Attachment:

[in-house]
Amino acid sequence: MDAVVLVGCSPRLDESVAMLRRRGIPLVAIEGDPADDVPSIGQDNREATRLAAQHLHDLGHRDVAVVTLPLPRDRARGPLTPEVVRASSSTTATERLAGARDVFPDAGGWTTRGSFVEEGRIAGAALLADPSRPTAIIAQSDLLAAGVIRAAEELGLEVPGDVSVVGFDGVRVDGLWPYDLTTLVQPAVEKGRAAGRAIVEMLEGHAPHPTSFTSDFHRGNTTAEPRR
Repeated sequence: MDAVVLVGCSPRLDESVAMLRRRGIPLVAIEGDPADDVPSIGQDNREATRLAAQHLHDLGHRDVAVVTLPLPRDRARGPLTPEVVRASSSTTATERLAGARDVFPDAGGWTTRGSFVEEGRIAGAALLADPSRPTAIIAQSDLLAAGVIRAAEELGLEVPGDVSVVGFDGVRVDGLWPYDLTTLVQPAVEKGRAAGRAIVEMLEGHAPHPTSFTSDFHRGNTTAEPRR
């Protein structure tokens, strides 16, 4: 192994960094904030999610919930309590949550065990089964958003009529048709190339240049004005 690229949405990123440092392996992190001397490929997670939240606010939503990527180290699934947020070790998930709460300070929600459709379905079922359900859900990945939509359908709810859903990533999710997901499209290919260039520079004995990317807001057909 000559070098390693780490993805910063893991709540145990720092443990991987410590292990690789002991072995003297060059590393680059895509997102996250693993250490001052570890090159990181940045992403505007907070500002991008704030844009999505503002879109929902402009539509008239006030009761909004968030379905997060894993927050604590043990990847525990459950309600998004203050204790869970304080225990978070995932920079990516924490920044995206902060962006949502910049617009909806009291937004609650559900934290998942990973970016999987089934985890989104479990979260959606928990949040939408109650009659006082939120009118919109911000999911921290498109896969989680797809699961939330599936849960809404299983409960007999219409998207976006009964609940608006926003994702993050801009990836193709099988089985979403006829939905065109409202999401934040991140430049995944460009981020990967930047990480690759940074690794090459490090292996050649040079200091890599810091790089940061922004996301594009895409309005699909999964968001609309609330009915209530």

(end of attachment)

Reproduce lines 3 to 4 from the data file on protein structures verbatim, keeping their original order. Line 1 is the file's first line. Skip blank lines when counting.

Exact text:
Repeated sequence: MDAVVLVGCSPRLDESVAMLRRRGIPLVAIEGDPADDVPSIGQDNREATRLAAQHLHDLGHRDVAVVTLPLPRDRARGPLTPEVVRASSSTTATERLAGARDVFPDAGGWTTRGSFVEEGRIAGAALLADPSRPTAIIAQSDLLAAGVIRAAEELGLEVPGDVSVVGFDGVRVDGLWPYDLTTLVQPAVEKGRAAGRAIVEMLEGHAPHPTSFTSDFHRGNTTAEPRR
């Protein structure tokens, strides 16, 4: 192994960094904030999610919930309590949550065990089964958003009529048709190339240049004005 690229949405990123440092392996992190001397490929997670939240606010939503990527180290699934947020070790998930709460300070929600459709379905079922359900859900990945939509359908709810859903990533999710997901499209290919260039520079004995990317807001057909 000559070098390693780490993805910063893991709540145990720092443990991987410590292990690789002991072995003297060059590393680059895509997102996250693993250490001052570890090159990181940045992403505007907070500002991008704030844009999505503002879109929902402009539509008239006030009761909004968030379905997060894993927050604590043990990847525990459950309600998004203050204790869970304080225990978070995932920079990516924490920044995206902060962006949502910049617009909806009291937004609650559900934290998942990973970016999987089934985890989104479990979260959606928990949040939408109650009659006082939120009118919109911000999911921290498109896969989680797809699961939330599936849960809404299983409960007999219409998207976006009964609940608006926003994702993050801009990836193709099988089985979403006829939905065109409202999401934040991140430049995944460009981020990967930047990480690759940074690794090459490090292996050649040079200091890599810091790089940061922004996301594009895409309005699909999964968001609309609330009915209530």